Posts Live from Van Cliburn International Piano Competition: Finalists Announced!
Posts Live from Van Cliburn International Piano Competition
By ANN MCLAUGHLIN
The judges have ruled and the six Cliburn Competition finalists have been announced. The result met our expectations with one curious surprise.
I have been smitten with Russian Nikita Mndoyants since hearing his performance in the preliminaries via the Cliburn’s web stream. Mndoyants, 24, has made a clear statement about his artistic intentions. He is a musical storyteller. His performances of Mussorgsky’s Pictures at an Exhibition and three Debussy Preludes were gorgeous, vivid, illuminating.
Ukranian Vadym Kholodenko took a big risk playing the Liszt Transcendental Etudes in the semis and it clearly paid off. We knew he would move on. The reserved, self-contained Italian, Beatrice Rana, has been talked about a great deal and clearly impressed the judges with the introspective beauty of her playing.
Sean Chen, now studying at Yale, had a lot of support from his fellow Americans in the audience and turned in a strong performance of the Brahms quintet late yesterday evening and was clearly very pleased to end the semis on such a high note.
Fei-Fei Dong, a diminutive Chinese pianist currently studying at Julliard, has been a huge audience favorite. She brought the semifinals to a close with performances of a Mozart Sonata and the 24 Preludes , Op.28 of Chopin. Her performance of the Chopin was quite a contrast to Rana’s performance of the same piece on Monday. She emotes. She pulls the audience into an emotional force field that is difficult to resist.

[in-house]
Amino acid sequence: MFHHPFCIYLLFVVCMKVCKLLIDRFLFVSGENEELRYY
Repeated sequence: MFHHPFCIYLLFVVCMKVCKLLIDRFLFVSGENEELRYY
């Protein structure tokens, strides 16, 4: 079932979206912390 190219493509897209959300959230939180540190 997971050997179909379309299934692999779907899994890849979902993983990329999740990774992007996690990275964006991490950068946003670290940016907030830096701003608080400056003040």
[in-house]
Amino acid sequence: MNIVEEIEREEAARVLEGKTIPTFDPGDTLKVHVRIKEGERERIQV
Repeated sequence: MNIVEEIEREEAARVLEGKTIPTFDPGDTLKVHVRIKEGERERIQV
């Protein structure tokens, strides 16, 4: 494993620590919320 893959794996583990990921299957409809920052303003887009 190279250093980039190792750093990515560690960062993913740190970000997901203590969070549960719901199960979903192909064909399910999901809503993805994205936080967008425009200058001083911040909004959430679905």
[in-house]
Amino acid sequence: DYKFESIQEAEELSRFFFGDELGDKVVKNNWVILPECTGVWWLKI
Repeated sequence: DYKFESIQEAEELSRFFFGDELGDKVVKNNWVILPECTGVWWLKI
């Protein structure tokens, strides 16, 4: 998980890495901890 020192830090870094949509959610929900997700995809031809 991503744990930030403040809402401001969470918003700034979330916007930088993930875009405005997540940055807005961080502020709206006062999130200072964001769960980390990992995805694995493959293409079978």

Now for the curious surprise. I was fully expecting to see another Russian among the finalists, Nikolay Khozyainov, the young man with the Van Cliburn locks. Instead the judges went with Tomoki Sakata of Japan.
Since arriving for the semis, I have heard no buzz about this 19-year-old. His performances, while technically impressive (frankly, they all are), seemed mechanical, even boring. When his name was announced, a palpable ripple of surprise went through the crowd. Sakata himself seemed dazed. The look on his face reminded me of Harry Potter when his name shoots out of the goblet of fire. Sakata knows he will be facing dragons.
Some comments about the judging process. The judges are obliged to take everything they have heard thus far into account when evaluating competitors. (It may be that Sakata was brilliant during the preliminary round. It is easier to cut someone some slack after a fine first impression.)
Judges are instructed not to discuss their opinions with anyone, including other judges. They must refrain from “demonstrative behavior” during and after performances. The intention is to eliminate group-think or the influence of one powerful personality.
All good, but here is the problem. The Cliburn allows on its panel of judges teachers who have students competing. The rules ban voting for one’s own students, but rumors persist that judges have voted against strong contenders to boost their students’ chances. In a situation like this, perception is so important.
If you have questions about the competition, feel free to shoot me an email at firstname.lastname@example.org.